YOKOHAMA, Japan — Renault Chairman Jean-Dominique Senard says his top priority is mending the French carmaker's ruptured relations with longtime partner Nissan Motor Co.
But the shareholder backlash he endured last week shows how deep the bad blood runs.
Senard, already a Nissan director when he took the stage at the Japanese company's annual shareholder meeting, was approved as vice chairman at the board meeting immediately afterward.
But first he had to weather a barrage of shareholder fury.
During the event's question-and-answer period, skeptical attendees attacked his professed loyalty to Nissan. They questioned his plan to merge Renault and Fiat Chrysler Automobiles. And they called him out on the fact that, despite being tapped as vice chairman, Senard, 66, owned no Nissan shares.
One shareholder said he feared a foreign takeover of Nissan and took a dig at Senard's nationality, saying "French people" often hide true intentions behind a smiling facade. "They are really sly," the shareholder said.
"Can you behave as a Nissan director and not just as the chairman of Renault?" he asked Senard. "You would like to take advantage of the merger for Renault. That's obvious."
Senard's rebuttal was emotional. He pleaded with the audience to believe that he has the automaker's best interests at heart.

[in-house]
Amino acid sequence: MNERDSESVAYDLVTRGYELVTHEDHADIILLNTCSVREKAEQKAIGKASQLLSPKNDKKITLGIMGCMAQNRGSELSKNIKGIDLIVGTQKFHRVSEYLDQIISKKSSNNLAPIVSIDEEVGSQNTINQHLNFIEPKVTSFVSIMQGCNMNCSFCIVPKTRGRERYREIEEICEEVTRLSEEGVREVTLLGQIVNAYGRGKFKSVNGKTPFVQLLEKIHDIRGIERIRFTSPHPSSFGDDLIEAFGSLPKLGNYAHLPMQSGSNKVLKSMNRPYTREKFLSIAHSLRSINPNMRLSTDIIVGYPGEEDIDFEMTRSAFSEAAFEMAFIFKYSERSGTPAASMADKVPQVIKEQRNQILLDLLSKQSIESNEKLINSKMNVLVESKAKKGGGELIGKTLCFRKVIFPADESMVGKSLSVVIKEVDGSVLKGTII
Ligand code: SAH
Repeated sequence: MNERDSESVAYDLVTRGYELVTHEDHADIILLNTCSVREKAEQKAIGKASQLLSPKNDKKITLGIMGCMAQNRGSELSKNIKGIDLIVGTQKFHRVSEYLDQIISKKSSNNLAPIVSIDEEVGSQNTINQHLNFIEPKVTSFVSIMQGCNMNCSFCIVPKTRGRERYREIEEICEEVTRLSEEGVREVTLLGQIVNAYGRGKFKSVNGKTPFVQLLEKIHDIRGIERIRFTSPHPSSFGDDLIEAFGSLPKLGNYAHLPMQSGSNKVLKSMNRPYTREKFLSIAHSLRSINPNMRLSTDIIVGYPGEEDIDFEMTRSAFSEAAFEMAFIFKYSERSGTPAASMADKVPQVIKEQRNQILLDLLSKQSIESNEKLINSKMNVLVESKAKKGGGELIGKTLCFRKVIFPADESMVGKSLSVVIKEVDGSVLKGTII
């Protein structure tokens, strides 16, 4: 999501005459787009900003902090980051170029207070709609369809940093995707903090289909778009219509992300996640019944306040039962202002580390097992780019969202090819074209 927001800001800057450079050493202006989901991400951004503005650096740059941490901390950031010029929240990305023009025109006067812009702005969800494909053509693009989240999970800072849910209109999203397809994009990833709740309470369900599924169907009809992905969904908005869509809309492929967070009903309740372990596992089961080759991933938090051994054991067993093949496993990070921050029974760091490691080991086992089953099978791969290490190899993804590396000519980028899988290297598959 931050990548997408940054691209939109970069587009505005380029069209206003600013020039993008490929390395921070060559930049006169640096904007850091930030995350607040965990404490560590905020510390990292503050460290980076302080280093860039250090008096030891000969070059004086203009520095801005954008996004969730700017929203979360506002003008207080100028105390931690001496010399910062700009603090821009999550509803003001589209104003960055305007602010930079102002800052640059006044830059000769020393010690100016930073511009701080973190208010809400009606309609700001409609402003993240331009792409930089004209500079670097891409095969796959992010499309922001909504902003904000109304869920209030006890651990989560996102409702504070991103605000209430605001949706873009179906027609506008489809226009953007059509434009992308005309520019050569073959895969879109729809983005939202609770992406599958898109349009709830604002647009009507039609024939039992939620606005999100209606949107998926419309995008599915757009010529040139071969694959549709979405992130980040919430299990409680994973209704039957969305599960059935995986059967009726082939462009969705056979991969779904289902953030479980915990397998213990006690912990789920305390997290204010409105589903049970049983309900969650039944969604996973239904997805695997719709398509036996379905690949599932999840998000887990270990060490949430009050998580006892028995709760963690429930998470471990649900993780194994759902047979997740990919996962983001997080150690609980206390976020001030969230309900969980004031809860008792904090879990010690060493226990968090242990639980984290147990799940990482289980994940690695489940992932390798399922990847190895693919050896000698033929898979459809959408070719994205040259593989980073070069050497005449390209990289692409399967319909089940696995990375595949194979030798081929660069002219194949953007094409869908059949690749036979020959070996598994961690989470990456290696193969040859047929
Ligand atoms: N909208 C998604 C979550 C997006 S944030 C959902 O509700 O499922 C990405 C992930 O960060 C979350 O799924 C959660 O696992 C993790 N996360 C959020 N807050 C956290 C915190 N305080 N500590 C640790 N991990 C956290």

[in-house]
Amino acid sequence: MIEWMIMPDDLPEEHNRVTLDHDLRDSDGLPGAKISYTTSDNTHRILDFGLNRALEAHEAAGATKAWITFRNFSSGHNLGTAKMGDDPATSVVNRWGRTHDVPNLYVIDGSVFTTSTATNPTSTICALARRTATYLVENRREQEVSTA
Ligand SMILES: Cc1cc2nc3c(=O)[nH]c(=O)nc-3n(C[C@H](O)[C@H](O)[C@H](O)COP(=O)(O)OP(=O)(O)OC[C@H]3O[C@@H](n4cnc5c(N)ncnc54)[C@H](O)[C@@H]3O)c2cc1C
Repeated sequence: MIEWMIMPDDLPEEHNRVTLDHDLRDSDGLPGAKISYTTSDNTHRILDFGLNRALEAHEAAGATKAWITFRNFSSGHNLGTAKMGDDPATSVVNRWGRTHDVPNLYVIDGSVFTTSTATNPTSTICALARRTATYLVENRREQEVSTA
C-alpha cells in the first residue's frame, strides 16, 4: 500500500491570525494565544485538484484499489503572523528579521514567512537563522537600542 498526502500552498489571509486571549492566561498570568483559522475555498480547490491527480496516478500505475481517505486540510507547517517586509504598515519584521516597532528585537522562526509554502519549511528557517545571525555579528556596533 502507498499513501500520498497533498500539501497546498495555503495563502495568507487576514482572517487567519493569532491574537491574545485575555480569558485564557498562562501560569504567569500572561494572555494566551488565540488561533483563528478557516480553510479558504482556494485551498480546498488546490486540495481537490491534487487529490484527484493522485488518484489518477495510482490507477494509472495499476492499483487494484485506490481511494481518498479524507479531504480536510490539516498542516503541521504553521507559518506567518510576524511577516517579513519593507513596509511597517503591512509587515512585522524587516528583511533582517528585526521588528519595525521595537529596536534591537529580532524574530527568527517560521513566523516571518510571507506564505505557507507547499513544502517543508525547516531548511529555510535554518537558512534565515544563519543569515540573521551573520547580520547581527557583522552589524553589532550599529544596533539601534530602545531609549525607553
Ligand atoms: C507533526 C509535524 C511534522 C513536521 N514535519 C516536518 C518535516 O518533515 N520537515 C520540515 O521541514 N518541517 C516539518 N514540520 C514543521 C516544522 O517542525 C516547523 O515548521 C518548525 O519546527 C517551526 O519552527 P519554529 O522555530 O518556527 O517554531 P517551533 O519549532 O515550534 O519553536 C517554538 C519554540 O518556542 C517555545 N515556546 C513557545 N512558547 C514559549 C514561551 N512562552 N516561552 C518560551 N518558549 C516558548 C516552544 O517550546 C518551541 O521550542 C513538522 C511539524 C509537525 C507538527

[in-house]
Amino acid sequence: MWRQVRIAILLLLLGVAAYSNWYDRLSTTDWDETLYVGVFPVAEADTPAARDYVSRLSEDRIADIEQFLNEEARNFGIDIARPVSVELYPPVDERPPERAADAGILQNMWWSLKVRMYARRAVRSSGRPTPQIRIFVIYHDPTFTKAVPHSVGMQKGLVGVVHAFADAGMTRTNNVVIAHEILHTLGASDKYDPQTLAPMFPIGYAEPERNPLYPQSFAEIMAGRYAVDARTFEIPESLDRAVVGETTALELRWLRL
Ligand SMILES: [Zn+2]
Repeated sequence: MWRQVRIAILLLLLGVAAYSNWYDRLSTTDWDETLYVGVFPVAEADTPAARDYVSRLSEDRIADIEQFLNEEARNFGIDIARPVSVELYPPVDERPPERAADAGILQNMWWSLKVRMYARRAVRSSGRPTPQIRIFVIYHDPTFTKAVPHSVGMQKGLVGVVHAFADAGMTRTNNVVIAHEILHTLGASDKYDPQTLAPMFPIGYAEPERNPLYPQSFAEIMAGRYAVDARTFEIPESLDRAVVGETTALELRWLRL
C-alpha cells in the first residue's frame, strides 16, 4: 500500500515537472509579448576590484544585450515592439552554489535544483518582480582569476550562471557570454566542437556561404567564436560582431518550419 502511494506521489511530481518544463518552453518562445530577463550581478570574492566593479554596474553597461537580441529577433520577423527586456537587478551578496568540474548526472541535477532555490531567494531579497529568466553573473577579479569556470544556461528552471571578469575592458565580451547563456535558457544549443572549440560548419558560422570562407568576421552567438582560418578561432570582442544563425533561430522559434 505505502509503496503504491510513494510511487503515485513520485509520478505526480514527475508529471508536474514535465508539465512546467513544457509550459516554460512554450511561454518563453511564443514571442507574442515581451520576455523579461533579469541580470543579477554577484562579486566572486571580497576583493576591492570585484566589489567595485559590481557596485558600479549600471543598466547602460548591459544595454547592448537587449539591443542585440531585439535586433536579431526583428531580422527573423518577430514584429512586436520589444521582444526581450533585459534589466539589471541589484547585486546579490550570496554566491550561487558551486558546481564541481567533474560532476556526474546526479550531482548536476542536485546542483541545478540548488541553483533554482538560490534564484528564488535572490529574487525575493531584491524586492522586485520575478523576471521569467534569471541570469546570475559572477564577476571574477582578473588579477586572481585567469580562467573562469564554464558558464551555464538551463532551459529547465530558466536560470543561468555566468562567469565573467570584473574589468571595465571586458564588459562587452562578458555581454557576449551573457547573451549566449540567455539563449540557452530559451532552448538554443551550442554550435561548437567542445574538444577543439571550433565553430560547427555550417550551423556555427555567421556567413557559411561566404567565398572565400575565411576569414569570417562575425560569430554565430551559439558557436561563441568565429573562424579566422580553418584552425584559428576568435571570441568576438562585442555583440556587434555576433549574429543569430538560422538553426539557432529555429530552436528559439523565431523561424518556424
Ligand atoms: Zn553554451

"I beg you to believe me on that," Senard said. "There was obviously no aggressive intention.
"The last thing that came in my mind was to be aggressive toward a company of which I am a director. I beg you to believe me on that," he said. "There are no bad intentions at all."
The arrest last November of Carlos Ghosn, who was chairman of Renault and Nissan, threw the automotive alliance into disarray with swirling distrust and jockeying for control. Senard, who had been CEO at tire maker Michelin, was brought into Renault as chairman in January. He filled the vacancy created by Ghosn's departure there.
Senard conceded to shareholders that he found Nissan-Renault relations in a "much worse state than I thought." He added that he had intended to eventually buy Nissan shares.
The Renault chairman also defended the proposed Renault-FCA merger. That deal fell apart in June after Renault's largest shareholder, the French government, asked for more time to win Nissan's backing. Nissan reportedly had planned to abstain from supporting a merger.
Senard said Nissan missed a golden opportunity to cash in on a blockbuster tie-up.
"This project, at the time, was incredibly beneficial to Nissan. That is the truth and reality. It would have been a wonderful project for Nissan and the alliance," he said.
"In my mind, it was only a way to enhance and strengthen the alliance in the future. There was a wonderful benefit for this wonderful company of Nissan, notably in North America but not only."
In the end, Senard warned, Nissan's rivals will benefit from the proposal's failure.
"You know who was very pleased after the announcement that this deal was stopped? All our competitors in the world," Senard said. "They understood that if this deal had gone through, it would have been a very, very strong feature for the alliance."